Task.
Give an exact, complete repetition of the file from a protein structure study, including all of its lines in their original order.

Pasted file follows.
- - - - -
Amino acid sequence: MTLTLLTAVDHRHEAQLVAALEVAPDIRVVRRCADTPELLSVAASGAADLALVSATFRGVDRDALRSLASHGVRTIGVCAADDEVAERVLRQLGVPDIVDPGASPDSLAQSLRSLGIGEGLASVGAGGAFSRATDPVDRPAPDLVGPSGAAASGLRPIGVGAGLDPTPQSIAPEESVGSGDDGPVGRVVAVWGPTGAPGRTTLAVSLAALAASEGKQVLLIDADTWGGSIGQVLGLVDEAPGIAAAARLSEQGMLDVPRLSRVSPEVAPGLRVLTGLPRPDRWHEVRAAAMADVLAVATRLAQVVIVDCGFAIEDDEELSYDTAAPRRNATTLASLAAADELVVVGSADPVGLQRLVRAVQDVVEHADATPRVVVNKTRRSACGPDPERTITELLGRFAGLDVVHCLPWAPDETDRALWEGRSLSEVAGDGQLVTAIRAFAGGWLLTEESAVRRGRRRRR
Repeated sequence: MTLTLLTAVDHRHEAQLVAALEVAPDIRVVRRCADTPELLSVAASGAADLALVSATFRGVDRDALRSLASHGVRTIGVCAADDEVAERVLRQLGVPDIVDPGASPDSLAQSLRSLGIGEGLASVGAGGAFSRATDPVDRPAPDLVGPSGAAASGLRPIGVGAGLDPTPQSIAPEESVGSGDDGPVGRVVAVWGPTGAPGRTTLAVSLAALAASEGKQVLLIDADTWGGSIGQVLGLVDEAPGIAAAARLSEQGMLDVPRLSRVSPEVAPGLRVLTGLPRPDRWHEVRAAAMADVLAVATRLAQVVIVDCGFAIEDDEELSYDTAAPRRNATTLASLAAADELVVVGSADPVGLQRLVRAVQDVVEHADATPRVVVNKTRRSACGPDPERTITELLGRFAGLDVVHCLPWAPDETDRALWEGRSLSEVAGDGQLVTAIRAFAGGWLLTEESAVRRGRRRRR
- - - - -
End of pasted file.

Amino acid sequence: MTLTLLTAVDHRHEAQLVAALEVAPDIRVVRRCADTPELLSVAASGAADLALVSATFRGVDRDALRSLASHGVRTIGVCAADDEVAERVLRQLGVPDIVDPGASPDSLAQSLRSLGIGEGLASVGAGGAFSRATDPVDRPAPDLVGPSGAAASGLRPIGVGAGLDPTPQSIAPEESVGSGDDGPVGRVVAVWGPTGAPGRTTLAVSLAALAASEGKQVLLIDADTWGGSIGQVLGLVDEAPGIAAAARLSEQGMLDVPRLSRVSPEVAPGLRVLTGLPRPDRWHEVRAAAMADVLAVATRLAQVVIVDCGFAIEDDEELSYDTAAPRRNATTLASLAAADELVVVGSADPVGLQRLVRAVQDVVEHADATPRVVVNKTRRSACGPDPERTITELLGRFAGLDVVHCLPWAPDETDRALWEGRSLSEVAGDGQLVTAIRAFAGGWLLTEESAVRRGRRRRR
Repeated sequence: MTLTLLTAVDHRHEAQLVAALEVAPDIRVVRRCADTPELLSVAASGAADLALVSATFRGVDRDALRSLASHGVRTIGVCAADDEVAERVLRQLGVPDIVDPGASPDSLAQSLRSLGIGEGLASVGAGGAFSRATDPVDRPAPDLVGPSGAAASGLRPIGVGAGLDPTPQSIAPEESVGSGDDGPVGRVVAVWGPTGAPGRTTLAVSLAALAASEGKQVLLIDADTWGGSIGQVLGLVDEAPGIAAAARLSEQGMLDVPRLSRVSPEVAPGLRVLTGLPRPDRWHEVRAAAMADVLAVATRLAQVVIVDCGFAIEDDEELSYDTAAPRRNATTLASLAAADELVVVGSADPVGLQRLVRAVQDVVEHADATPRVVVNKTRRSACGPDPERTITELLGRFAGLDVVHCLPWAPDETDRALWEGRSLSEVAGDGQLVTAIRAFAGGWLLTEESAVRRGRRRRR